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Zach Gilford Got Solid Advice On How To Play A Serial Killer For Criminal Minds: Evolution

For fans of "Friday Night Lights," Zach Gilford's recent small-screen success has been a long time coming. The actor made us all cry by portraying sweet but neglected QB1, Matt Saracen. With more responsibility than a teenager should take on, Matt had to take leadership of the Dillon Panthers and look after his ailing grandmother. Many viewers will always hold his break-out character with clear eyes and full hearts. That isn't to say that Gilford hasn't played conflicted characters before. The actor's role as guilt-stricken Riley in one of Mike Flannagan's most memorable projects, "Midnight Mass," was particularly heart-wrenching. 

In Gilford's most recent role, he delves into the harrowing mind of serial killer Elias Voit in the "Criminal Minds" continuation. Dubbed "Criminal Minds: Evolution," the Paramount+ series certainly has evolved. Instead of unmasking unsubs one episode at a time, the revamped series unravels one mystery throughout a season. At the heart of this story is Voit, who has created a network of serial killers. As excited as Gilford was to take on this new challenge, there was a bit of advice he still took to heart.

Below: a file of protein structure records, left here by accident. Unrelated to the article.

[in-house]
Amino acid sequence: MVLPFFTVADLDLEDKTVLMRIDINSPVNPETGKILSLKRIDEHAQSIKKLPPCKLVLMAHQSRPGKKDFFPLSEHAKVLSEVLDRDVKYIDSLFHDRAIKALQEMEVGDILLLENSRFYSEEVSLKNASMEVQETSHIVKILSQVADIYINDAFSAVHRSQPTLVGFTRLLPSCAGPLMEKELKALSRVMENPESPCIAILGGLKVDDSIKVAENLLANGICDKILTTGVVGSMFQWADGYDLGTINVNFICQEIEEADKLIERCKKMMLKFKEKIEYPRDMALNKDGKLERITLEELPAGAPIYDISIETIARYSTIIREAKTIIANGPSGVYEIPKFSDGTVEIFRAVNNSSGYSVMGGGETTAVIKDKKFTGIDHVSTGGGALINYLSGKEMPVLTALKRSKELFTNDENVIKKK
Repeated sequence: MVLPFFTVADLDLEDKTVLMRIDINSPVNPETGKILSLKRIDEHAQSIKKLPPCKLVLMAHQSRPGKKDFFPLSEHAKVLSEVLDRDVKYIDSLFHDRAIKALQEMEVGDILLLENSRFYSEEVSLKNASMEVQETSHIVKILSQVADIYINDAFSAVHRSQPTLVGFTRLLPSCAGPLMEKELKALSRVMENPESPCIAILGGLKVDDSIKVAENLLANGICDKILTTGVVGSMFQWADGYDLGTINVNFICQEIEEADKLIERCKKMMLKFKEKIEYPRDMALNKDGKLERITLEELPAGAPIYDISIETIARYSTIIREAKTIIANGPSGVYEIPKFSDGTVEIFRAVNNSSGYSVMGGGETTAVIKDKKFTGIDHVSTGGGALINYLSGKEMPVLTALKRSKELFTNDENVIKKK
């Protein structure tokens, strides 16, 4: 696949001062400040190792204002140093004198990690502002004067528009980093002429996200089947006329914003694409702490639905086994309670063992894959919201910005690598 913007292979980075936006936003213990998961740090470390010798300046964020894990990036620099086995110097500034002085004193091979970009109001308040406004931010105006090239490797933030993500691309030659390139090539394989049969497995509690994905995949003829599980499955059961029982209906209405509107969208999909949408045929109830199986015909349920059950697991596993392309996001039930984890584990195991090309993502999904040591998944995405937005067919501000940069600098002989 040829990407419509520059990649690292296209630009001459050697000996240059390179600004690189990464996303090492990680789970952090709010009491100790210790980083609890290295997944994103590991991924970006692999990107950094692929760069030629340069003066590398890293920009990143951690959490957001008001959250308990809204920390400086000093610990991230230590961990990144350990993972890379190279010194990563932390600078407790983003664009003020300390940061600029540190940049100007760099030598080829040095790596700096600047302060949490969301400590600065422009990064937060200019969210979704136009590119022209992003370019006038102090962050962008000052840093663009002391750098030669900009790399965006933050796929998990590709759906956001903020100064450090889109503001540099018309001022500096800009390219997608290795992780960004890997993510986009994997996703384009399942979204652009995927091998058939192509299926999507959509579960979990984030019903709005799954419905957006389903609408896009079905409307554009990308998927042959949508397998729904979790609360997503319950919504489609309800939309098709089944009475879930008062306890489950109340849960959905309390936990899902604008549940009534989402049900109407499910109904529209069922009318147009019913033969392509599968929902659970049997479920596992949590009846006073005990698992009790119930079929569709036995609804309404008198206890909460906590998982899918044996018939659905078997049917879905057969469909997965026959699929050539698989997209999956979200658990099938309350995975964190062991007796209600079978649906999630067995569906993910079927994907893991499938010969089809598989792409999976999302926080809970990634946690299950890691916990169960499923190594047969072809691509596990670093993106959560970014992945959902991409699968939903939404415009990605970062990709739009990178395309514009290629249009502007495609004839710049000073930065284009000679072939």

Voit's duality was based on a real-life serial killer

Everyone knows the name, Ted Bundy. One of the most famous murderers in living memory, Bundy operated in the 1970s, known for nursing fake injuries to lull victims into a false sense of security. He accomplished this due to his chameleon-like ability to blend into a crowd. He could appear completely normal at first, but just like that, flip a switch and become someone else. This character study helped Zach Gilford conceptualize his "Criminal Minds" character with the help of one of the writers.

"Breen Frazier, one of the writers, told me, I think it was about Ted Bundy; he said there was good Ted and bad Ted," Gilford told Parade. "And I think this guy functions that way and likes to believe as long as he keeps the bad Voit separate from good Voit, it's OK. It'll just stay over there in the shadows, and I can live my life that I worked really hard to build." But as it typically goes with serial killers, there is eventually an end to the mayhem that they inflict. By the end of "Criminal Minds: Evolution," Voit gets his comeuppance and finds himself behind bars. But if you ask Gilford, the similarities to Bundy stop there.

"I think he does not want to be caught," Gilford said when asked if Voit shared Bundy's desire for attention. "I think he'll do almost anything not to be caught."